Getting Better So I Drew a Foot

I don’t really know how to write about this.

I want to explain what has been going on in my life because I know these recent events are not unique to me. I like to think that being transparent with the mental health issues I deal with from time to time can help encourage others who have similar struggles to feel less alone. At the same time, I worry that writing about those experiences can have a negative impact on the way people might view me, and I worry that being transparent about my struggles could be triggering to people with similar problems.

So, I won’t focus so much on the symptoms of my mental health disease. Instead, I want to touch briefly on the steps I have taken recently to get better.

About a year ago, I started thinking that the Zoloft I had been taking for several years stopped being helpful. I felt like Zoloft had been scouring my brain for the mountaintops where I experienced elation. Once it found them, it ground the mountaintops into regolith and scattered grey dust into the deepest valleys of my depression.

At first the change was welcomeI didn’t feel awful about myself all of the time. I didn’t go through life with my arms drooping from my shoulders. I wasn’t pulling my way through a tangle of damp wool threads. It’s not like I had suddenly stepped into the warmth of the sun, it was more like I was left exposed in the cool of the nightbut at least the rain had stopped.

Then, about two months ago, after all the mountains had been ground down, those gaping chasms yawned, and started swallowing the dust.

I could have given up. I got very close. But, I had help. I listened to the advice my friends and family were giving me, and I went to see a new Psychiatrist. I started seeing a Therapist again, and I enrolled in an IOP program.

As I told the therapist who ran the IOP program on the first day, I was pretty sure the whole thing was just going to be a bunch of happy horseshit. I imagined I would sit in a group of people whining about their feelings, while therapists scribbled on clipboards saying “that must be really hard for you.” I expected skills to be useless. I expected to hear things I already knew, and assumed the whole thing would boil down to “when life is really hard, just remember, caterpillars turn into butterflies.”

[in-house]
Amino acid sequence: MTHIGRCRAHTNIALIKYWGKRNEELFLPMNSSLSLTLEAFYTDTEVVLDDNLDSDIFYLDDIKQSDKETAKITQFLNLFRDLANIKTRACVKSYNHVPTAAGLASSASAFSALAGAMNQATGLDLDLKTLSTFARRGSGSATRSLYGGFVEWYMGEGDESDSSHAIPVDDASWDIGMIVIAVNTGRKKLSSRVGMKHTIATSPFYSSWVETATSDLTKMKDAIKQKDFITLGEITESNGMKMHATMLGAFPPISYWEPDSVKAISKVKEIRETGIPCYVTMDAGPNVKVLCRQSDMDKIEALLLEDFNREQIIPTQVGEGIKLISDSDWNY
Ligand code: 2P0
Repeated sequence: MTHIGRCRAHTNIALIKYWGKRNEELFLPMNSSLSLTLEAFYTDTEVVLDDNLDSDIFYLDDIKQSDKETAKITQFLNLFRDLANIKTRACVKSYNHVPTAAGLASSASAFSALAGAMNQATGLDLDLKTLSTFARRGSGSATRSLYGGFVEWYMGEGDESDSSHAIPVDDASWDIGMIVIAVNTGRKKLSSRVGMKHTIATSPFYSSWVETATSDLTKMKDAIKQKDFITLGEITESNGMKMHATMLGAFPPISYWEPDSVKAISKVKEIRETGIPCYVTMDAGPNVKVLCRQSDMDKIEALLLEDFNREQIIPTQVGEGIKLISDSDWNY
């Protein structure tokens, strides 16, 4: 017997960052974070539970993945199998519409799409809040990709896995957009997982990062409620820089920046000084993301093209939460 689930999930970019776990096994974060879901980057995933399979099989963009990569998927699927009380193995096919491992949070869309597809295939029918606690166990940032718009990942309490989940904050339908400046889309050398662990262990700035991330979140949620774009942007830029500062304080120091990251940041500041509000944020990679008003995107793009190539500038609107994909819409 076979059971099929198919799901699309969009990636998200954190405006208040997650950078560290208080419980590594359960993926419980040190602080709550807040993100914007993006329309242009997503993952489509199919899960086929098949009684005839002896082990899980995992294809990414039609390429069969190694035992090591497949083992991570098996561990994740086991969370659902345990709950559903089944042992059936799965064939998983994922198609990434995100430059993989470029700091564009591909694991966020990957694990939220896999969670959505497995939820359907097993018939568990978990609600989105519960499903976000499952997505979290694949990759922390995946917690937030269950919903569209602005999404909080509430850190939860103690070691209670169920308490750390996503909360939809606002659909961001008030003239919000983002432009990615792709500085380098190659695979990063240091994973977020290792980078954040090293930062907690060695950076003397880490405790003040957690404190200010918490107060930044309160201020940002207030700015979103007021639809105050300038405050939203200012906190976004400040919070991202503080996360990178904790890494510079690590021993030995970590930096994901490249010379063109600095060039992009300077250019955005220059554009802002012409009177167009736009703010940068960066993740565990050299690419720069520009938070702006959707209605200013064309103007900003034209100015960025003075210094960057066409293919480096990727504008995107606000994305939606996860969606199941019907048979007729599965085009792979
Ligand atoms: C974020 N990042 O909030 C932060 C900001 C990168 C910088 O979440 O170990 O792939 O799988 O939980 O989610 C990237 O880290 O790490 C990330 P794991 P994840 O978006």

I was wrong. I went to the IOP every weekday for four hours a day, and it was actually really useful. Sure, there was some “that must be really hard for you,” but that’s because some of it was really hard for people. Some of the skills felt like bullshit, but even the bullshit seems useful. The whole experience was much more helpful, and much more transformative than I anticipated. Perhaps the most important lesson I learned was that eventually, I won’t present with the symptoms necessary to meet a diagnosis of depression.

For a long time, I have told myself that I suffer from depression. I spent the first 30 years of my life saying “I’m not depressed. Depressed people aren’t fun.” Then, I spent 13 years saying “I suffer from depression, that’s why I can’t have fun.” One day, I hope to think “I am going to go to the store.” One day, I hope I won’t even think about depression. One day, I won’t self-define by my struggle to accept it, or my struggle to fix it. One day, hopefully, I’m just going to go to the god-damned store.

Anyway – I’m boring myself. I am going to end by offering one thing that I found most helpful. I often feel like I’m at the whim of my emotions and negative thoughts. I am plagued by a constant drip of self-destructive thoughts. My brain constantly tells me I’m worthless, I’m a fuck up, I failed, I’m nothing. No matter how much I ignore this steady whispering bastard, eventually I feel it. I can tune it out, but it still impacts me, until eventually those whispers go from thoughts to a physical response. Because I can’t seem to stop those thoughts from coming, the physical response is just a foregone future that I’m doomed to endure. What I learned at IOP is that the negative thoughts aren’t the locomotive on my train. My behaviors can drive my thoughts. If I do something, I can impact the thoughts that will show up later. And if I can do something to change the tenor of the thoughts, then I can do stop those thoughts from turning into the physiological response in the future. I might not be able to stop every future emotion, but I can stop some of them.

There are a bunch of things I learned about how to stop the thoughts from having an impact when they show up. And, I learned some things I can do to stop the emotions from being too disruptive when they show up, but the thing that I am most excited about is the fact that I can do something now that will impact my future thoughts and experiences. And if I can do that, then I gain some control over those future disruptions that in the past have felt so uncontrolled. That’s good news.

Then I drew a foot.

This is a drawing of a Bargue plate. And before you tell me I did it wrong – I know. It’s supposed to take weeks, and it’s supposed to be sight size, and it’s supposed to be an exact replica… this is not that. This is me trying my best to draw the foot in the book I h


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